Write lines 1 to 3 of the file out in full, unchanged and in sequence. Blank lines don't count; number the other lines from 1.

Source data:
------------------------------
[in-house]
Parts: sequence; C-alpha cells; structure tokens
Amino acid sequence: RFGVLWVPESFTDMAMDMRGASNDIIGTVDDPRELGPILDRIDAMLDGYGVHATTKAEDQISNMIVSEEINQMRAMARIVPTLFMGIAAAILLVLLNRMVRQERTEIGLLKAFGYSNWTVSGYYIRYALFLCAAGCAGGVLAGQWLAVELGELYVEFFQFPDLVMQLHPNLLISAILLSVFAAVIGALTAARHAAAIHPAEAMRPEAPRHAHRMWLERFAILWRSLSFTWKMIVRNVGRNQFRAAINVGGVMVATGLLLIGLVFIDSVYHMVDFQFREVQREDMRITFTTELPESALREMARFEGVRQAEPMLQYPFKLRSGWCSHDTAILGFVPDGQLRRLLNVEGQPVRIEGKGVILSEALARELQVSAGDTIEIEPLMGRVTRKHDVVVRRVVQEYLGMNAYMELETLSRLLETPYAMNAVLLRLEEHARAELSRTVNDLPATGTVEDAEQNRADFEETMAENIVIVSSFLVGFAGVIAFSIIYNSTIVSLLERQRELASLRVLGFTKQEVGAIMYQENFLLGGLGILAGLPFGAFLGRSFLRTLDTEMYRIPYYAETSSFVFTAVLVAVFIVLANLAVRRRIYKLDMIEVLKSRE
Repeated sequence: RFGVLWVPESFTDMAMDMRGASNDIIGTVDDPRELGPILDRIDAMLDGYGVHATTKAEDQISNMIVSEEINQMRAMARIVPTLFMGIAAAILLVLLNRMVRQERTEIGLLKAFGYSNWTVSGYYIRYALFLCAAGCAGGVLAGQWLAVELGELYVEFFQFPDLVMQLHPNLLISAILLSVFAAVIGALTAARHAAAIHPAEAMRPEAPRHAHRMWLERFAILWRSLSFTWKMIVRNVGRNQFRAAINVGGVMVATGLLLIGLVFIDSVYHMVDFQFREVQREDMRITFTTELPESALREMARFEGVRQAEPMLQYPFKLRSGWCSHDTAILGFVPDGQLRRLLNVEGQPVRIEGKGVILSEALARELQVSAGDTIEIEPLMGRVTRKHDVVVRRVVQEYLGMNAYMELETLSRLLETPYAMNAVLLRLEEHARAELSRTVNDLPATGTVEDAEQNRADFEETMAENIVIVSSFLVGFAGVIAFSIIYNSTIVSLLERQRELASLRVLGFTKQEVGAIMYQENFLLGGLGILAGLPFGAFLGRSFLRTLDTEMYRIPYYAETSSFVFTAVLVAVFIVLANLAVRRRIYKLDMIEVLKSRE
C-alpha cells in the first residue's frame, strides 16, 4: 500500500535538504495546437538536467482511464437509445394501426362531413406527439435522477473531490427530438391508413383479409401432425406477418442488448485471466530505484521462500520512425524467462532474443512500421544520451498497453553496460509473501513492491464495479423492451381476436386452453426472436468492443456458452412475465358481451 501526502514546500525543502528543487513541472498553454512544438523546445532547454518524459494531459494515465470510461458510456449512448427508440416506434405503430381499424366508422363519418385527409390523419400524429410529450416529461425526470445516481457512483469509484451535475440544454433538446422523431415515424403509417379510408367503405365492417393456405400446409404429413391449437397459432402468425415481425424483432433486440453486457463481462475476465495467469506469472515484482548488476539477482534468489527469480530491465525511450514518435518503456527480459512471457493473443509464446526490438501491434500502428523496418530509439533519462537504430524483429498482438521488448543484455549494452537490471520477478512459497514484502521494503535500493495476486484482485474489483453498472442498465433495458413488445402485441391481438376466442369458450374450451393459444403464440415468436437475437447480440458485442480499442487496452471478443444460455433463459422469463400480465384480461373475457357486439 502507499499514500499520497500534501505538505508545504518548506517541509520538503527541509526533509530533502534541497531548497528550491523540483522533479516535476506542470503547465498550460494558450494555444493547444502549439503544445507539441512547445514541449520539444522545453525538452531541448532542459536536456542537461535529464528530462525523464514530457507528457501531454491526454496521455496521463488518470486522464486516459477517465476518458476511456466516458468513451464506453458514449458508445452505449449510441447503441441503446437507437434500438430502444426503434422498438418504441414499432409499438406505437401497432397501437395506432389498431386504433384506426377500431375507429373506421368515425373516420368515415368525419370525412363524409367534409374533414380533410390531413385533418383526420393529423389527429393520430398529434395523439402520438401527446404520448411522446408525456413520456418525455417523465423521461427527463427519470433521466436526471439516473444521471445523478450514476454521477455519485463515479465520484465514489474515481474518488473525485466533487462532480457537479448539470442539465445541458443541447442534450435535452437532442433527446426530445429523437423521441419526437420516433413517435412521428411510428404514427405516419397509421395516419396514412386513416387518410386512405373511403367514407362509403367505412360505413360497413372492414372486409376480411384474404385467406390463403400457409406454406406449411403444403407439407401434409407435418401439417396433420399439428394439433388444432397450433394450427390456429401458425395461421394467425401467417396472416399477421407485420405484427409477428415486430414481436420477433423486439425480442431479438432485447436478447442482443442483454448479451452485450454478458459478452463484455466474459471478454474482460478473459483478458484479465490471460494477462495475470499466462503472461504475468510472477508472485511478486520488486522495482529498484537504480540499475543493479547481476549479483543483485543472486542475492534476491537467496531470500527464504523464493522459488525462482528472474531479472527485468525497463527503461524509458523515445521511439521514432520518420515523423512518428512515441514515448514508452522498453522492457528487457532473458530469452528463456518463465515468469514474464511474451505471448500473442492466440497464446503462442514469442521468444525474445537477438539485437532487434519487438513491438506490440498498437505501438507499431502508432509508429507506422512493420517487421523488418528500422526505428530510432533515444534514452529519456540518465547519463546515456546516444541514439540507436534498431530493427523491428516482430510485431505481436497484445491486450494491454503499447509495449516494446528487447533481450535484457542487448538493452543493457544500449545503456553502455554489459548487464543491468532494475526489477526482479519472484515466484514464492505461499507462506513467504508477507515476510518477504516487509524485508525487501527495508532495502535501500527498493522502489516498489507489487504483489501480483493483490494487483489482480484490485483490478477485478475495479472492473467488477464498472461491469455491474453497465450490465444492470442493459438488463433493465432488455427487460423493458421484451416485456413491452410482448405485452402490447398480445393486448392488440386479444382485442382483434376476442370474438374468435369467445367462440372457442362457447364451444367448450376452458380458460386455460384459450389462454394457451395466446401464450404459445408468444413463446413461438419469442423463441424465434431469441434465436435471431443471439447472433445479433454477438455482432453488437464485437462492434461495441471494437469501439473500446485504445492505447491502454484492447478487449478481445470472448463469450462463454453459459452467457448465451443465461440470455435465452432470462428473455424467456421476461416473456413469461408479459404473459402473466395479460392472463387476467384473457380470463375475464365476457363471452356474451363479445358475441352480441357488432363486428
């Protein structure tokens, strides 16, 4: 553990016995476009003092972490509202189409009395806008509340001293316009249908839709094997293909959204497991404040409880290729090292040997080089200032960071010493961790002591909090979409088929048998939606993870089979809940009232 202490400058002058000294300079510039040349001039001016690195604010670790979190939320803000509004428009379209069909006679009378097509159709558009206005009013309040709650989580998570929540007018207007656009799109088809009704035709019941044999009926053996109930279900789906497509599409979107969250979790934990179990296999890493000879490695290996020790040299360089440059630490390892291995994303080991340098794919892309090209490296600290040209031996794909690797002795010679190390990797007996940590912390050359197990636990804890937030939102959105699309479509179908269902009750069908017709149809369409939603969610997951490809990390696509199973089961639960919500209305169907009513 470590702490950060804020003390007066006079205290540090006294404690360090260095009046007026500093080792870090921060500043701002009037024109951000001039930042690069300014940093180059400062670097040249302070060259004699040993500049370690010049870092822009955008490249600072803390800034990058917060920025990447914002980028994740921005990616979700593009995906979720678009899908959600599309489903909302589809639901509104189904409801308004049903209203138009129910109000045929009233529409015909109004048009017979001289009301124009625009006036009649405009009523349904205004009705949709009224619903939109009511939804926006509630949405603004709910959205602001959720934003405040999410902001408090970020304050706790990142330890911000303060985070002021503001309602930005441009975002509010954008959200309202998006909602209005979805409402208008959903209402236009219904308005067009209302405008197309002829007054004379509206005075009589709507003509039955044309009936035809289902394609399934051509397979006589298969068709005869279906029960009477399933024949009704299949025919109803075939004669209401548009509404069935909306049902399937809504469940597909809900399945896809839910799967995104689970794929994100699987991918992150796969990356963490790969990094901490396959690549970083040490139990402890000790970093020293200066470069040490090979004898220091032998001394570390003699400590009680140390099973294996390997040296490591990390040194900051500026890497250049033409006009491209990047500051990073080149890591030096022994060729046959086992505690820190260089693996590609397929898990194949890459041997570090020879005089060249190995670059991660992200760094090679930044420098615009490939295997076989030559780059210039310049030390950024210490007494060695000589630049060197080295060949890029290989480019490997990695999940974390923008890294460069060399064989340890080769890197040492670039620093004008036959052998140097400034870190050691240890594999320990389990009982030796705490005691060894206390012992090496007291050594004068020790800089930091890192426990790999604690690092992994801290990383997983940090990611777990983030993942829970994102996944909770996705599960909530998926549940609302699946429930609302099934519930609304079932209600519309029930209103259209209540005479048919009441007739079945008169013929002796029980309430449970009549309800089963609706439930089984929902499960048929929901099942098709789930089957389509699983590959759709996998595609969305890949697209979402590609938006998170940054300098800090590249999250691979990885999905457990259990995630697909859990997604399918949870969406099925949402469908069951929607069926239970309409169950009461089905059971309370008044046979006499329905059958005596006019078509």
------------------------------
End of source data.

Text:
[in-house]
Parts: sequence; C-alpha cells; structure tokens
Amino acid sequence: RFGVLWVPESFTDMAMDMRGASNDIIGTVDDPRELGPILDRIDAMLDGYGVHATTKAEDQISNMIVSEEINQMRAMARIVPTLFMGIAAAILLVLLNRMVRQERTEIGLLKAFGYSNWTVSGYYIRYALFLCAAGCAGGVLAGQWLAVELGELYVEFFQFPDLVMQLHPNLLISAILLSVFAAVIGALTAARHAAAIHPAEAMRPEAPRHAHRMWLERFAILWRSLSFTWKMIVRNVGRNQFRAAINVGGVMVATGLLLIGLVFIDSVYHMVDFQFREVQREDMRITFTTELPESALREMARFEGVRQAEPMLQYPFKLRSGWCSHDTAILGFVPDGQLRRLLNVEGQPVRIEGKGVILSEALARELQVSAGDTIEIEPLMGRVTRKHDVVVRRVVQEYLGMNAYMELETLSRLLETPYAMNAVLLRLEEHARAELSRTVNDLPATGTVEDAEQNRADFEETMAENIVIVSSFLVGFAGVIAFSIIYNSTIVSLLERQRELASLRVLGFTKQEVGAIMYQENFLLGGLGILAGLPFGAFLGRSFLRTLDTEMYRIPYYAETSSFVFTAVLVAVFIVLANLAVRRRIYKLDMIEVLKSRE